This article is an excerpt from the Shortform book guide to "Quiet: The Power of Introverts" by Susan Cain. Shortform has the world's best summaries and analyses of books you should be reading.
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What is a culture of character? How does it differ from a culture of personality and which does society currently default to?
A culture of character is the idea that people in society are judged on their ethics, values, and reliability. In contrast, a culture of personality relies on things like charisma and likeability.
Read more about how American society has shifted from a culture of character to a culture of personality, and what that means for introverts.
Moving Away From a Culture of Character
U.S. society has not always promoted extroversion as the ideal. Up until the start of the twentieth century, the focus was on a culture of character rather than personality. The ideal person was serious, self-disciplined, and moral. How you behaved in private—your virtue—was more important than outward charm or impressing others. (Exceptions were sometimes made in politics, where brashness drew admiration and votes.)
A shift from a “culture of character” to a “culture of personality” occurred at the turn of the century in response to a convergence of economic forces, including industrialization; migration from rural areas to cities; and the rise of retail giants such as Woolworths, J.C. Penney, and Sears Roebuck.
In retail, it became important to make a good impression on others with whom you had no past connection, in contrast to interacting with people in small towns whom you’d known all your life. This new culture of personality was a departure from the former culture of character. The burgeoning retail sector needed a different kind of employee—a gregarious salesman with the ability to get along with anyone and be comfortable in any situation. Having a “good personality” became paramount. At the same time, Americans developed a fascination with celebrities, further elevating charisma over character.
A Boom in Self-Help
Self-help advice, advertising, and psychology fueled the transition from a culture of character to a culture of personality. You had to sell yourself, not just products. And to do that, you had to be a performer.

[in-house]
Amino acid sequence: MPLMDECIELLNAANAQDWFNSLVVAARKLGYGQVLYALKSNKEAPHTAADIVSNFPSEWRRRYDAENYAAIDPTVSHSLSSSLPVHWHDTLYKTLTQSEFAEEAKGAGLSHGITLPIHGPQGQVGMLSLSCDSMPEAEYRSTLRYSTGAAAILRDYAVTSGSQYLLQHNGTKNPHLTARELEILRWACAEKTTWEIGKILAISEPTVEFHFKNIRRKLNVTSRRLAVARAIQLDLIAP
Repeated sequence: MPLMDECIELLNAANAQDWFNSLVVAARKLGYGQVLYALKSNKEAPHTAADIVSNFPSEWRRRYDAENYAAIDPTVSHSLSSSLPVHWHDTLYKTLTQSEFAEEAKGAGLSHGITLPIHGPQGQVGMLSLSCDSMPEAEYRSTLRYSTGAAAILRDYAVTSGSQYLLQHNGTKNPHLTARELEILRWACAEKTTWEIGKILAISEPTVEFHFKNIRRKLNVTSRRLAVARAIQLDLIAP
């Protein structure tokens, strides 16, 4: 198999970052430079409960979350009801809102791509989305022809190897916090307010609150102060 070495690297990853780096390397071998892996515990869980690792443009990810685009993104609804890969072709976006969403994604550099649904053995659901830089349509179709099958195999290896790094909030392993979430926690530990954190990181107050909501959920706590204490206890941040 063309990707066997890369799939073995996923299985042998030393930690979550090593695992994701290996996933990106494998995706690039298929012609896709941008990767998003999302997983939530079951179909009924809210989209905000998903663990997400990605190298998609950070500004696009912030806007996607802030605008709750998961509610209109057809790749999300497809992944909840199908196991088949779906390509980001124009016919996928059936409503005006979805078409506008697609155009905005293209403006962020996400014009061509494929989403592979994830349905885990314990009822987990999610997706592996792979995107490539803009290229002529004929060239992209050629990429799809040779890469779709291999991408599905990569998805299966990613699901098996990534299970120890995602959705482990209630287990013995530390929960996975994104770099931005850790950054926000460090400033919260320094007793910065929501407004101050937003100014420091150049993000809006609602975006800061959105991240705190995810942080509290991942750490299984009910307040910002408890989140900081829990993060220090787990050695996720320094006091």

At the forefront of the personality transformation movement was Dale Carnegie, founder of the Dale Carnegie Institute and author of best-selling books, including How to Win Friends and Influence People. The son of a poor Missouri farmer, Carnegie was impressed in 1902 by a traveling lecturer who had transformed himself by learning public speaking. Later in college, Carnegie entered speaking contests and eventually became such a successful speaker that others began asking him for lessons.
After college, Carnegie offered a public speaking class in New York City, which was an overnight success. Thereafter, in books and seminars, he touted public speaking and developing a winning personality as essential skills for succeeding in the competitive business world.
One hundred years after the advent of the culture of personality, we’ve elevated extroversion to hyper-extroversion and equated it with leadership. It permeates the self-improvement industry, business schools, corporate culture, and even churches. But charismatic leaders aren’t as effective as most people think—in some circumstances, introverted leaders may be more effective.
Today’s hyper-extrovert is personified by self-help guru Tony Robbins, whose high-energy workshops on building self-confidence (the $895 four-day entry-level session is called “Unleash the Power Within”) draw thousands. They culminate in a voluntary walk across hot coals.
Robbins has a “hyperthermic” or extreme extrovert temperament characterized by one psychiatrist as “exuberant, upbeat, over-energetic, and overconfident”—which are traits touted as assets in business, particularly sales. Indeed, Robbins is a salesman, constantly urging attendees at his sessions to buy additional higher-priced packages.
At first, the culture of personality urged people to develop an extrovert personality to stand out from competitors. Robbins’s message, however, is that extroversion not only ensures success but also makes you a better person. Selling yourself is a way of contributing to the world. In this view, what some might see as hucksterism is the ultimate in leadership.
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Here's what you'll find in our full Quiet: The Power of Introverts summary:
- How society overvalues extroverts
- Why introverts' overlooked strengths are the key to greater success in work, school, and society
- How extroversion caused the fall of Enron